Dr. Phil talks to overprotective parents who won’t let their 15-year-old grow up.
Heather was a regular teenager who enjoyed school dances and football games. Then she received some devastating news. “I discovered a lump on my breast. When I found out that I had cancer, it just didn’t click with me because I didn’t know it could happen to 17-year-olds.”
After having a mastectomy, she says she didn’t feel normal. “It was hard to look at myself in the miror. Just to have nothing there, it just was shocking,” she confesses. “I’m just paralyzed that I’m not going to be liked.”
After her surgery, Heather was fitted for a prosthesis. “I just had homecoming. Everybody was worried about their hair and their nails and I was worried about what my prosthesis would look good in,” she recalls.
Although her family is supportive, Heather feels like a burden. “Sometimes I want to just give up and say I don’t want to be strong anymore,” she cries, turning to Dr. Phil. “I just want to know how to resume a normal life as a normal teenager.”
“I’m so glad that y’all are here willing to talk about this,” Dr. Phil tells Heather and Wendy. He points out that Heather detected her cancer early and is now in complete remission.
“I think you are doing an amazing job of handling all this,” he tells Heather. “Amazing job means … being strong, going to your appointments, dealing with everything. Doing amazingly well also means crying, being upset, being angry, being afraid. Those things are all normal, they’re all natural. That’s not being weak.”
Addressing Wendy, Dr. Phil says, “You don’t like to think about it, you don’t like to talk to her about it because you hurt so much for her and you feel terribly helpless. Would you agree?”
“Yes,” she says.
“But you’re not helpless at all,” Dr. Phil assures her. “Sometimes, she needs to know that she can cry and be upset and you won’t freak.”
To Heather, he asks, “Don’t you feel like if you just all of a sudden have a meltdown one day, your mom’s just going to be a basket case?”
“Yeah,” she replies.
“What do you really need from your mom?” Dr. Phil probes.
Heather answers, “She’s been doing everything right. It’s just that I feel like this shouldn’t be happening. She shouldn’t have to go through this. None of my family should.”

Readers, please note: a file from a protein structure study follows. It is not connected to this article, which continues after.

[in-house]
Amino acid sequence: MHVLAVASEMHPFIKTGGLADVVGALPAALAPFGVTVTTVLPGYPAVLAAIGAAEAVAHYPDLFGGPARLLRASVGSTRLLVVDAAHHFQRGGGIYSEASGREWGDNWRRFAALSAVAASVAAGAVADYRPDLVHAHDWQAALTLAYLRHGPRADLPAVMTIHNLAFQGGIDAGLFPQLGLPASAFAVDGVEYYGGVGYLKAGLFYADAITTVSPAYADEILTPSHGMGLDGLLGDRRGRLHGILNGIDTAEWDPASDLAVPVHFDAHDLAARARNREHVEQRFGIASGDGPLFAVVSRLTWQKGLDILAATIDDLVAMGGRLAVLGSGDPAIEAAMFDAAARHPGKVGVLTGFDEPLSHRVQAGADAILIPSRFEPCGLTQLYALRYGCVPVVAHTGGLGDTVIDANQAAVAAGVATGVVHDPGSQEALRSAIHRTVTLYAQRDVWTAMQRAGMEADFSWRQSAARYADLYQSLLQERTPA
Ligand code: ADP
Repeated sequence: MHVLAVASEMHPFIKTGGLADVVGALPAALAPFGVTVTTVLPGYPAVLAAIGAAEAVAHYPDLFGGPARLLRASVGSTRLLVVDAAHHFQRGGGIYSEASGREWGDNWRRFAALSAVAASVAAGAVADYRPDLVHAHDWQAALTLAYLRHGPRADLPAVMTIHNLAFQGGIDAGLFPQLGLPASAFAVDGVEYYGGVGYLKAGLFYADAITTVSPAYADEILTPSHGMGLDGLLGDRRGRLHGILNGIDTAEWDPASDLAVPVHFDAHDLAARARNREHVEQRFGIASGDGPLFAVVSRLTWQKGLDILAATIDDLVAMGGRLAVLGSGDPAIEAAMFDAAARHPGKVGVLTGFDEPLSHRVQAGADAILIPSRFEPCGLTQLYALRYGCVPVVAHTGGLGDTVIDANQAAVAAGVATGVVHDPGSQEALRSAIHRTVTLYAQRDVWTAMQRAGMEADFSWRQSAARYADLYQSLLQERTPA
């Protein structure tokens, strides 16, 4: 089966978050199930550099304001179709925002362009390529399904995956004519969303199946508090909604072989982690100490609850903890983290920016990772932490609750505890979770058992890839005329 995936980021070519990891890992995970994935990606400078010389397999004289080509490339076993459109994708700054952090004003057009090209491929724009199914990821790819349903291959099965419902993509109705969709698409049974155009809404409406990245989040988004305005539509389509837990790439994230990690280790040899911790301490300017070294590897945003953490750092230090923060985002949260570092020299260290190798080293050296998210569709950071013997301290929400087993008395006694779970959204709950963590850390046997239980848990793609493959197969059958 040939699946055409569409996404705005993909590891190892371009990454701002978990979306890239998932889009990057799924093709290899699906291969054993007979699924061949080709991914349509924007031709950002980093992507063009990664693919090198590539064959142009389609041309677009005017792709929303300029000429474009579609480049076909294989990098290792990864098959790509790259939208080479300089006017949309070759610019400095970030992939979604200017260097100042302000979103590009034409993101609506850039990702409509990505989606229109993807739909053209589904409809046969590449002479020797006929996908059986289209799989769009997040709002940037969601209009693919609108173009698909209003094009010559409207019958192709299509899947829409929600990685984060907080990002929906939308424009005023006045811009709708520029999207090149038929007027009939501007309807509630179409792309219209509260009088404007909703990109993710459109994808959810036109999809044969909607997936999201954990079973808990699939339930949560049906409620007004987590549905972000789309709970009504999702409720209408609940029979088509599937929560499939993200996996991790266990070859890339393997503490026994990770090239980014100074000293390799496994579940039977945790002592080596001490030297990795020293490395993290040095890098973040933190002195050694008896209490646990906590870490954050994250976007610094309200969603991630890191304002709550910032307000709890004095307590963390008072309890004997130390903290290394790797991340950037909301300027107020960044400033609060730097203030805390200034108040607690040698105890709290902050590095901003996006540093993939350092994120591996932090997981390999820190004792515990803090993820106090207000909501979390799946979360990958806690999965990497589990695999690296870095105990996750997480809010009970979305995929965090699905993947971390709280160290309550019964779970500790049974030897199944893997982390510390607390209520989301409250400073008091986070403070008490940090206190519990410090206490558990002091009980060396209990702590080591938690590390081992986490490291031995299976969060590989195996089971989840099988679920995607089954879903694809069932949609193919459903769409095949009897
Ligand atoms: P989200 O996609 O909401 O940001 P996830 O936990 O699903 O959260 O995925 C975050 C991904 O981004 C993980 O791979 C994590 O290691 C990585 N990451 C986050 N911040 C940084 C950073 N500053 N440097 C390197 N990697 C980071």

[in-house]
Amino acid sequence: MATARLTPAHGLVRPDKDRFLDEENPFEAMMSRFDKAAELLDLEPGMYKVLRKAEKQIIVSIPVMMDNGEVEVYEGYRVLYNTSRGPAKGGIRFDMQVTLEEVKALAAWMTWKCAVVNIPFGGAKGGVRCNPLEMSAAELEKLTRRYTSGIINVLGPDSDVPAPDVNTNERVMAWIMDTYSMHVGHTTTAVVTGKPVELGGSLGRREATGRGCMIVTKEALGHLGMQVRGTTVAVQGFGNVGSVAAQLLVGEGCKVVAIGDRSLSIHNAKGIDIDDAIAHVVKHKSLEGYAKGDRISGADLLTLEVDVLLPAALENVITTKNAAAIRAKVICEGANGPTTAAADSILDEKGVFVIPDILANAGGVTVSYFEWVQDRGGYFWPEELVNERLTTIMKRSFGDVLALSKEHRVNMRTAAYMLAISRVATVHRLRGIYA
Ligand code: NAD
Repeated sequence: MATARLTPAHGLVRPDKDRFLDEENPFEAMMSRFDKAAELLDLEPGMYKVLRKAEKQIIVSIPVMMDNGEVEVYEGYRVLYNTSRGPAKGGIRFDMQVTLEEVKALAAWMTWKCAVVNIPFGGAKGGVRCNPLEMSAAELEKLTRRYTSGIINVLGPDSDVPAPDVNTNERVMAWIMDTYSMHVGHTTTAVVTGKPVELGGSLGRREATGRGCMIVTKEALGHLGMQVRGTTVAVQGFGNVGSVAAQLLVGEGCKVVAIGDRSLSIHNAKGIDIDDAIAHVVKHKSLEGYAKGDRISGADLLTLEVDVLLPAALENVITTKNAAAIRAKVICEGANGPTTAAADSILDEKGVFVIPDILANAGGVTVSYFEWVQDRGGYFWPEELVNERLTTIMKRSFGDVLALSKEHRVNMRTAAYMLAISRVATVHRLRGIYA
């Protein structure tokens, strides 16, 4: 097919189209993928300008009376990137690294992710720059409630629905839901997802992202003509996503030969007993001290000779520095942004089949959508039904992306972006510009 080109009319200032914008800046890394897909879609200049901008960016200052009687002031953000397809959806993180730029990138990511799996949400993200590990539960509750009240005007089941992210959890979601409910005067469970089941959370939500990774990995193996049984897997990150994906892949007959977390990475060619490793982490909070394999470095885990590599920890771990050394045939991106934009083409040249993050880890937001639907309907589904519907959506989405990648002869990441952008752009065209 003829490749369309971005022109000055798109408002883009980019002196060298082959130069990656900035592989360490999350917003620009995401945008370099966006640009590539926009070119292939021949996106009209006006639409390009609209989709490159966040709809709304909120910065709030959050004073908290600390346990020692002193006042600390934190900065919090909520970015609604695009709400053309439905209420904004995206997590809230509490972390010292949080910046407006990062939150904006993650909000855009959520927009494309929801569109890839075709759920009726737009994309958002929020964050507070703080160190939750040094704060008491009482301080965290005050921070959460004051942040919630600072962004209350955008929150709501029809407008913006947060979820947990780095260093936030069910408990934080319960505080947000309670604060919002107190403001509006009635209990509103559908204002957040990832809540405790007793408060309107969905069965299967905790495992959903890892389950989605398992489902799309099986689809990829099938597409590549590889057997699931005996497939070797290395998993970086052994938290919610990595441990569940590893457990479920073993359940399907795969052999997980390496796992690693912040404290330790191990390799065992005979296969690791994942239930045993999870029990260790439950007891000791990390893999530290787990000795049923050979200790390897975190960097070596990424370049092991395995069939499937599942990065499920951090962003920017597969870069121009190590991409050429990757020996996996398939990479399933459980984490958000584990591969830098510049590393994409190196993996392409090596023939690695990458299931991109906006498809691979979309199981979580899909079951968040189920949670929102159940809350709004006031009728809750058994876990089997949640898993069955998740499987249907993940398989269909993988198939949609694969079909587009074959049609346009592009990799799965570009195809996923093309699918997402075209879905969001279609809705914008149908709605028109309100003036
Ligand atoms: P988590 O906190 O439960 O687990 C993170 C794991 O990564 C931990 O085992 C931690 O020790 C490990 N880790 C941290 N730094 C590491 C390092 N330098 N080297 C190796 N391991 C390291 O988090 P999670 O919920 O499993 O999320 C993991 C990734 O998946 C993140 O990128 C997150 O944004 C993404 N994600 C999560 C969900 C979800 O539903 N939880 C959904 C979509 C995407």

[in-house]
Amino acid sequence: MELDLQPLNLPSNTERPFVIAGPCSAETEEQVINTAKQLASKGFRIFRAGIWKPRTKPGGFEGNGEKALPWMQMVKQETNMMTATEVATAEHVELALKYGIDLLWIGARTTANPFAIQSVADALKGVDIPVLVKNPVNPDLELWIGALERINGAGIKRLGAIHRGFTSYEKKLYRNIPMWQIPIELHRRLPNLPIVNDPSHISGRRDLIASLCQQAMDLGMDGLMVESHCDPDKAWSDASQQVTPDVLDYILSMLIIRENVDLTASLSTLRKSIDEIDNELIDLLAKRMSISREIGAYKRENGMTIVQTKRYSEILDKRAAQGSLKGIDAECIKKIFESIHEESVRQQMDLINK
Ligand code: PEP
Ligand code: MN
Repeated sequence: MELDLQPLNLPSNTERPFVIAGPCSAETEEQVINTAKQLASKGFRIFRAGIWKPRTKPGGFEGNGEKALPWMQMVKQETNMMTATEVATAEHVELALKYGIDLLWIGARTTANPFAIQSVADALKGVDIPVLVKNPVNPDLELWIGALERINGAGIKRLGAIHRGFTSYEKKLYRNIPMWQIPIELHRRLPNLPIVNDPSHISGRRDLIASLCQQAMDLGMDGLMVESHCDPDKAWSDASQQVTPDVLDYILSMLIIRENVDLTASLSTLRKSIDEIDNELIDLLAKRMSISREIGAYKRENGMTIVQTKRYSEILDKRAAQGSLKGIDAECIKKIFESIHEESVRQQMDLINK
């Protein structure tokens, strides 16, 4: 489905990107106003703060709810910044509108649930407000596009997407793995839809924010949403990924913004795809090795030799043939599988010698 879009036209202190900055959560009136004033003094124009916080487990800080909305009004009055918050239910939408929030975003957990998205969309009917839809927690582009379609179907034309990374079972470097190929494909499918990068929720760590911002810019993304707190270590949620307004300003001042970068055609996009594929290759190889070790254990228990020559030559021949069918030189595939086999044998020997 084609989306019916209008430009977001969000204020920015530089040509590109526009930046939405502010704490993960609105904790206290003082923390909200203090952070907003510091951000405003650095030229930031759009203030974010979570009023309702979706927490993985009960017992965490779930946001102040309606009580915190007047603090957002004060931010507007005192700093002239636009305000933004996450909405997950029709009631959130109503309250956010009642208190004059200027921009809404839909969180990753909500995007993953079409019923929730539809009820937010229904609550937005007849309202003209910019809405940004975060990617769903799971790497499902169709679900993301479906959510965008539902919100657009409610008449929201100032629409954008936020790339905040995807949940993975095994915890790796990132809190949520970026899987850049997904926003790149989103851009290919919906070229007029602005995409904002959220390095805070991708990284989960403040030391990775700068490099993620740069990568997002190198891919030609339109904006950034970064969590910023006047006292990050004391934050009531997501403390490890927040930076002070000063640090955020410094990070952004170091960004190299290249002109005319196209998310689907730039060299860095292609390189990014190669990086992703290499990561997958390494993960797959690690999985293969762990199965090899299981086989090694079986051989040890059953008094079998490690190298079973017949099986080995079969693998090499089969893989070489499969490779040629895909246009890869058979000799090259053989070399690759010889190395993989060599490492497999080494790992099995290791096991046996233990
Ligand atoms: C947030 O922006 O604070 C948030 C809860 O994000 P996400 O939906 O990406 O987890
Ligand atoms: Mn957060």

Dr. Phil stresses that Heather shouldn’t feel guilty about her situation. “You’re not being a burden on your family; this is what family is all about. When someone gets in trouble, family closes ranks,” he explains, telling Heather that her mother needs to know when she is hurting. “There are going to be times when you need to get in a fetal position, put your head in her lap and just cry or scream and be angry,” he advises. “She needs to have the privilege of being your mother when you need to do that. That is not a burden on her. It is a gift to allow her to be there for you in that way.”
“I just don’t want to let anybody know that I’m upset about it so I try to just wait until I’m by myself,” Heather admits. “I used to be so happy, and now I’m not so I want to keep acting like I’m myself.”
“You have a definition that says, ‘I’m 17 and bright and bubbly, and I’m supposed to be that way, and so I have to put on the mask and pretend that I am,'” Dr. Phil tells Heather. “That’s not true. You’re more than that. You’re not jewelry for this family. It’s you and your character and your soul and your depth. With that comes the hurt and the joy, the pain and the victory. All of those things have to be shared by your mom, by your whole family. Don’t feel like you have to play a role or you’re letting them down.”
Dr. Phil continues: “You are on a hero’s journey. You already are creating meaning to your suffering. Think of all of the women that are hearing this, all of them that are finding strength in your sensitivity and your caring and the awareness you’re raising about young women needing to check these things and monitor themselves for breast cancer … You need to teach with your life that it’s OK to be scared, it’s OK to cry.”
He introduces Wilma, a woman who was diagnosed with breast cancer at 24. Pointing to his own head, Dr. Phil says, “It gets better here and in your heart. Does it not?”
Wilma agrees. “At first, you don’t know where to turn … You can’t relate to any of your friends. But you do get through it. I really suggest you should go to support groups … I’ll be more than happy to call you and check up on you and make sure everything’s alright.”
Wilma had a double mastectomy, chemotherapy, radiation and immediate reconstruction. “I’m feeling great, and I got married a couple of months ago,” she says.
Dr. Phil encourages Heather to talk to Wilma after the show.
“The main thing I want you to do is give yourself permission to own all of your feelings and give all of your feelings a voice,” Dr. Phil advises Heather. “And let me tell you something about this woman sitting next to you. She can deal with this. And she’s going to feel a lot better knowing where you are than thinking that you’re going back isolated, alone in your room and crying because you think you have to show her a mask.”
Because Heather’s had such a difficult senior year, Dr. Phil has a surprise for her. “We got in touch with Contiki Holidays … and they want to send you and a friend to their new resort in Mykonos, Greece this coming spring as soon as you turn 18. It doesn’t make everything OK,” Dr. Phil stresses, “but it just gives you a chance to kick back and let people take care of you.”
Heather thanks Dr. Phil.